An English silver and glass inkwell, hallmark date 1910
Examples of 19c Travelling Inkwells
French school desks, c.1900. The holes for the student's inkwells can be seen
An inkwell is a small jar or container, often made of glass, porcelain, silver, brass, or pewter, used for holding ink in a place convenient for the person who is writing. The artist or writer dips the brush, quill, or dip pen into the inkwell as needed or uses the inkwell as the source for filling the reservoir of a fountain pen. An inkwell usually has a lid to prevent contamination, evaporation, accidental spillage, and excessive exposure to air. A type known as the travelling inkwell was fitted with a secure, screw lid so a traveller could carry a supply of ink in their luggage without the risk of leakage.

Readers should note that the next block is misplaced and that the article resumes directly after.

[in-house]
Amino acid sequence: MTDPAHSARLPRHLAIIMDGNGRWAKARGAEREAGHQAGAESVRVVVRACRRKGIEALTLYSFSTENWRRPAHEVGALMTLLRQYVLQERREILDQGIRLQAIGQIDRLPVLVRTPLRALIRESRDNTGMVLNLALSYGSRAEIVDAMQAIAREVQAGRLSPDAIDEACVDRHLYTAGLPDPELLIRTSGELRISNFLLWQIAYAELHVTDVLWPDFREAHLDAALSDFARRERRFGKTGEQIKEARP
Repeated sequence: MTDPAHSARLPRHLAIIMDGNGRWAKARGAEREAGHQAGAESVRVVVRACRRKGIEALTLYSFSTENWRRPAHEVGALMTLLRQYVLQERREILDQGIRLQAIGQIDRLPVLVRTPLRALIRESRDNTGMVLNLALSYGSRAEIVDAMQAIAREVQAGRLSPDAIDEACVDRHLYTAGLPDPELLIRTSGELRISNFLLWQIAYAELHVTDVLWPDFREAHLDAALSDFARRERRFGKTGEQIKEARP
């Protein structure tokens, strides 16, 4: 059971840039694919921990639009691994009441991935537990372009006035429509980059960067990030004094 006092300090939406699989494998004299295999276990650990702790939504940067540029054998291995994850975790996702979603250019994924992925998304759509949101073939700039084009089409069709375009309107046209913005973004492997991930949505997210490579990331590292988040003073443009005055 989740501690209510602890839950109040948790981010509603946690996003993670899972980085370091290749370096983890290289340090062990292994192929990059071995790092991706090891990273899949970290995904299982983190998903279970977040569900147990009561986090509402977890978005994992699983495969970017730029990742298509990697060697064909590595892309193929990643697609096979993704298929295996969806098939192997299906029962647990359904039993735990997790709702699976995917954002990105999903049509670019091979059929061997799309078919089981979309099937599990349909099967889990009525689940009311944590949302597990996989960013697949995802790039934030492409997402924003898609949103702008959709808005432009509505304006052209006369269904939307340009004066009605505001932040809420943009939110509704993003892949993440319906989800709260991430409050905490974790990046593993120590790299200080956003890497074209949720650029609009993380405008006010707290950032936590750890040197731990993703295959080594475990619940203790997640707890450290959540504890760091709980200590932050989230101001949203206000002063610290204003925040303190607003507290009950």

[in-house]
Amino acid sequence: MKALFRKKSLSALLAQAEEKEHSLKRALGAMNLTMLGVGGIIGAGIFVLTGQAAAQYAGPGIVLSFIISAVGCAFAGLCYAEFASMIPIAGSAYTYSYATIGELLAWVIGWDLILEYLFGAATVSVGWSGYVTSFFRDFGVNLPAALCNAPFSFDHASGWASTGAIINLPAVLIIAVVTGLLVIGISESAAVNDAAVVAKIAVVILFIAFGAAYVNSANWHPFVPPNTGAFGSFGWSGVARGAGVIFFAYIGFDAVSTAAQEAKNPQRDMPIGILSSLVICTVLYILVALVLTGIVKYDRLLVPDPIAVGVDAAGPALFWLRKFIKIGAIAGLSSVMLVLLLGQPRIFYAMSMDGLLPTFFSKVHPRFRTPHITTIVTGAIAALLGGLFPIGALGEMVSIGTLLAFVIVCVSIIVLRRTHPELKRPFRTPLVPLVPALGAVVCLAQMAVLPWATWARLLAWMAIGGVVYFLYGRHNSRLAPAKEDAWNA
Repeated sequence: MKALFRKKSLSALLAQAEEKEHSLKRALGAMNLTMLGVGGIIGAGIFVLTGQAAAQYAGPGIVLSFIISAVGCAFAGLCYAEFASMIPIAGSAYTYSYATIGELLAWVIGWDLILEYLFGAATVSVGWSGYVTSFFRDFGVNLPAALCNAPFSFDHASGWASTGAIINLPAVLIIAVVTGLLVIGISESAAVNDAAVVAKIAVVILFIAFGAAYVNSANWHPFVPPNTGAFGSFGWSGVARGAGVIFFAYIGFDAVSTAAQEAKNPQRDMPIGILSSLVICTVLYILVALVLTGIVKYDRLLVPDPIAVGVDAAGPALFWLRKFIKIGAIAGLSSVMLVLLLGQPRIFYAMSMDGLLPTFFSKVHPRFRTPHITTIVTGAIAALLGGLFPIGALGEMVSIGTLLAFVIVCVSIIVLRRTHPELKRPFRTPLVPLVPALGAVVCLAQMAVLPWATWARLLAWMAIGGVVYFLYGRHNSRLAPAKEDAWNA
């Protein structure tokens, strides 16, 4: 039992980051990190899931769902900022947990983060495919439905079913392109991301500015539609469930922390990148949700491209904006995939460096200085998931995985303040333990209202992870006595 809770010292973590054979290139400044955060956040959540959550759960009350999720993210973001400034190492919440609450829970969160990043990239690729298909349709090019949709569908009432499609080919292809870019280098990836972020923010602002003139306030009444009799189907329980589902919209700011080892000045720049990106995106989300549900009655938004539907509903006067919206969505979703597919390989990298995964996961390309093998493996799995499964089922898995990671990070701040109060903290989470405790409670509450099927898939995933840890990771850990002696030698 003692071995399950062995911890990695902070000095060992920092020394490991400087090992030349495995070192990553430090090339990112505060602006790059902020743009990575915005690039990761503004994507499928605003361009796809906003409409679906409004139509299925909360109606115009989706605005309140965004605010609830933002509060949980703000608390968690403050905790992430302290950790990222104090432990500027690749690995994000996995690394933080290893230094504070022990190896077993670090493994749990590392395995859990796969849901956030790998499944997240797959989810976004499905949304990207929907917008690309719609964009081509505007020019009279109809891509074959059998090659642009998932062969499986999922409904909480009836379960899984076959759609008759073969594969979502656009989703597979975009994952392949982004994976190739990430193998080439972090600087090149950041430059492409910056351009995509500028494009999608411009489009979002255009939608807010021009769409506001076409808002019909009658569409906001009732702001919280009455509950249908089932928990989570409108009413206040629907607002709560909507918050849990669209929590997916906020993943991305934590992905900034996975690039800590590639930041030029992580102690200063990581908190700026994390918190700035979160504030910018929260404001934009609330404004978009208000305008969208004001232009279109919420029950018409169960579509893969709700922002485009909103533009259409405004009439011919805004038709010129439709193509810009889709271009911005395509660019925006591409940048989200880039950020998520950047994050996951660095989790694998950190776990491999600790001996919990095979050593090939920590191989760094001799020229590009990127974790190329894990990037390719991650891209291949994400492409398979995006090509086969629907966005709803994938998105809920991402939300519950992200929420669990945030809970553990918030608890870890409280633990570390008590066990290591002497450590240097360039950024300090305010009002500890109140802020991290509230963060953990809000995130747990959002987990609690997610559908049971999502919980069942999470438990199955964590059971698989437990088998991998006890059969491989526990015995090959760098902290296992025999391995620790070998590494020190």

Inkwells gradually fell out of use in the early part of 20th century as the reservoir fountain pen (which needs to be filled only occasionally) replaced the dip pen, which needed to be dipped in ink after writing a few lines. Holes known as inkwells are a common feature of old school desks, and would have held a small container with the student's ink.